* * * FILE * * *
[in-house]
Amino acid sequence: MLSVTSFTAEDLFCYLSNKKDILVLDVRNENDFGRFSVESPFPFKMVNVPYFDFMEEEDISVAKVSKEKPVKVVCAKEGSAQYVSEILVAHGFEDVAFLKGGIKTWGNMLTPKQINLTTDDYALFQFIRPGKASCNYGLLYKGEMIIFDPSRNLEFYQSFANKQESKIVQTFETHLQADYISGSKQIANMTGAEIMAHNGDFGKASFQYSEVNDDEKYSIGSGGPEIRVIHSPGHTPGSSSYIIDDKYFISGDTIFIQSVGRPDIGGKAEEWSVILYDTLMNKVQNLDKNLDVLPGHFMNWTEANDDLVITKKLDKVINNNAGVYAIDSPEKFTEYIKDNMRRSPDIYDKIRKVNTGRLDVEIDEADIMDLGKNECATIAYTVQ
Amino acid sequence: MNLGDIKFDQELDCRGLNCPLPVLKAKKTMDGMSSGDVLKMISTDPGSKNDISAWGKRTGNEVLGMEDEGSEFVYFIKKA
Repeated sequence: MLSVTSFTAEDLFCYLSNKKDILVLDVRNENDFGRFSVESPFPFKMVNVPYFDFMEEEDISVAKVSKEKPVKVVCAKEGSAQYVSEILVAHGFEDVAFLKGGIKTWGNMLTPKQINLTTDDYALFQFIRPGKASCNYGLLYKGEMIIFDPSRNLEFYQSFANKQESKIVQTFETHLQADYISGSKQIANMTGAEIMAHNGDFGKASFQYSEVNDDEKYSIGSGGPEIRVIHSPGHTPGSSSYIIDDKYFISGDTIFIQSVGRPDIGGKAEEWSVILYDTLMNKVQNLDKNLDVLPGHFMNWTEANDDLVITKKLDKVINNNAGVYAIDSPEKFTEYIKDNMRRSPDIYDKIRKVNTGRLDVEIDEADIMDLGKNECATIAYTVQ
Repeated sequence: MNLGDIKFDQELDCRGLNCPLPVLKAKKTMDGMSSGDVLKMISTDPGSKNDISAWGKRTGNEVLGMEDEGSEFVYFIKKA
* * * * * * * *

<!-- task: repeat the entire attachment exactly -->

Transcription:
[in-house]
Amino acid sequence: MLSVTSFTAEDLFCYLSNKKDILVLDVRNENDFGRFSVESPFPFKMVNVPYFDFMEEEDISVAKVSKEKPVKVVCAKEGSAQYVSEILVAHGFEDVAFLKGGIKTWGNMLTPKQINLTTDDYALFQFIRPGKASCNYGLLYKGEMIIFDPSRNLEFYQSFANKQESKIVQTFETHLQADYISGSKQIANMTGAEIMAHNGDFGKASFQYSEVNDDEKYSIGSGGPEIRVIHSPGHTPGSSSYIIDDKYFISGDTIFIQSVGRPDIGGKAEEWSVILYDTLMNKVQNLDKNLDVLPGHFMNWTEANDDLVITKKLDKVINNNAGVYAIDSPEKFTEYIKDNMRRSPDIYDKIRKVNTGRLDVEIDEADIMDLGKNECATIAYTVQ
Amino acid sequence: MNLGDIKFDQELDCRGLNCPLPVLKAKKTMDGMSSGDVLKMISTDPGSKNDISAWGKRTGNEVLGMEDEGSEFVYFIKKA
Repeated sequence: MLSVTSFTAEDLFCYLSNKKDILVLDVRNENDFGRFSVESPFPFKMVNVPYFDFMEEEDISVAKVSKEKPVKVVCAKEGSAQYVSEILVAHGFEDVAFLKGGIKTWGNMLTPKQINLTTDDYALFQFIRPGKASCNYGLLYKGEMIIFDPSRNLEFYQSFANKQESKIVQTFETHLQADYISGSKQIANMTGAEIMAHNGDFGKASFQYSEVNDDEKYSIGSGGPEIRVIHSPGHTPGSSSYIIDDKYFISGDTIFIQSVGRPDIGGKAEEWSVILYDTLMNKVQNLDKNLDVLPGHFMNWTEANDDLVITKKLDKVINNNAGVYAIDSPEKFTEYIKDNMRRSPDIYDKIRKVNTGRLDVEIDEADIMDLGKNECATIAYTVQ
Repeated sequence: MNLGDIKFDQELDCRGLNCPLPVLKAKKTMDGMSSGDVLKMISTDPGSKNDISAWGKRTGNEVLGMEDEGSEFVYFIKKA